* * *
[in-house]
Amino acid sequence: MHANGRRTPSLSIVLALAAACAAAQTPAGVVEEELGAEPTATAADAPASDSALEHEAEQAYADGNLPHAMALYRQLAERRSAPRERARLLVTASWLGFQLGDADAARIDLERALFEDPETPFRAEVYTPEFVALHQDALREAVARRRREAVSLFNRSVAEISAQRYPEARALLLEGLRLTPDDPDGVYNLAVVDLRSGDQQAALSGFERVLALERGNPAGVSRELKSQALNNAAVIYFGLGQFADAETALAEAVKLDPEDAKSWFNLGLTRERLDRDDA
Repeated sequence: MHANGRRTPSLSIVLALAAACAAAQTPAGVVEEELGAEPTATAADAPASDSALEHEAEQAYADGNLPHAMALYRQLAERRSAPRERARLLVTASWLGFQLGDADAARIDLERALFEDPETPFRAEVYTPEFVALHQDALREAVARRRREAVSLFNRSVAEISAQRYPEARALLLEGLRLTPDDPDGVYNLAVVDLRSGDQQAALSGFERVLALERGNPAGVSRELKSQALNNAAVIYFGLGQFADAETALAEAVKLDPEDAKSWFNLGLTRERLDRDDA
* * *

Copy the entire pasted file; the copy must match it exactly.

[in-house]
Amino acid sequence: MHANGRRTPSLSIVLALAAACAAAQTPAGVVEEELGAEPTATAADAPASDSALEHEAEQAYADGNLPHAMALYRQLAERRSAPRERARLLVTASWLGFQLGDADAARIDLERALFEDPETPFRAEVYTPEFVALHQDALREAVARRRREAVSLFNRSVAEISAQRYPEARALLLEGLRLTPDDPDGVYNLAVVDLRSGDQQAALSGFERVLALERGNPAGVSRELKSQALNNAAVIYFGLGQFADAETALAEAVKLDPEDAKSWFNLGLTRERLDRDDA
Repeated sequence: MHANGRRTPSLSIVLALAAACAAAQTPAGVVEEELGAEPTATAADAPASDSALEHEAEQAYADGNLPHAMALYRQLAERRSAPRERARLLVTASWLGFQLGDADAARIDLERALFEDPETPFRAEVYTPEFVALHQDALREAVARRRREAVSLFNRSVAEISAQRYPEARALLLEGLRLTPDDPDGVYNLAVVDLRSGDQQAALSGFERVLALERGNPAGVSRELKSQALNNAAVIYFGLGQFADAETALAEAVKLDPEDAKSWFNLGLTRERLDRDDA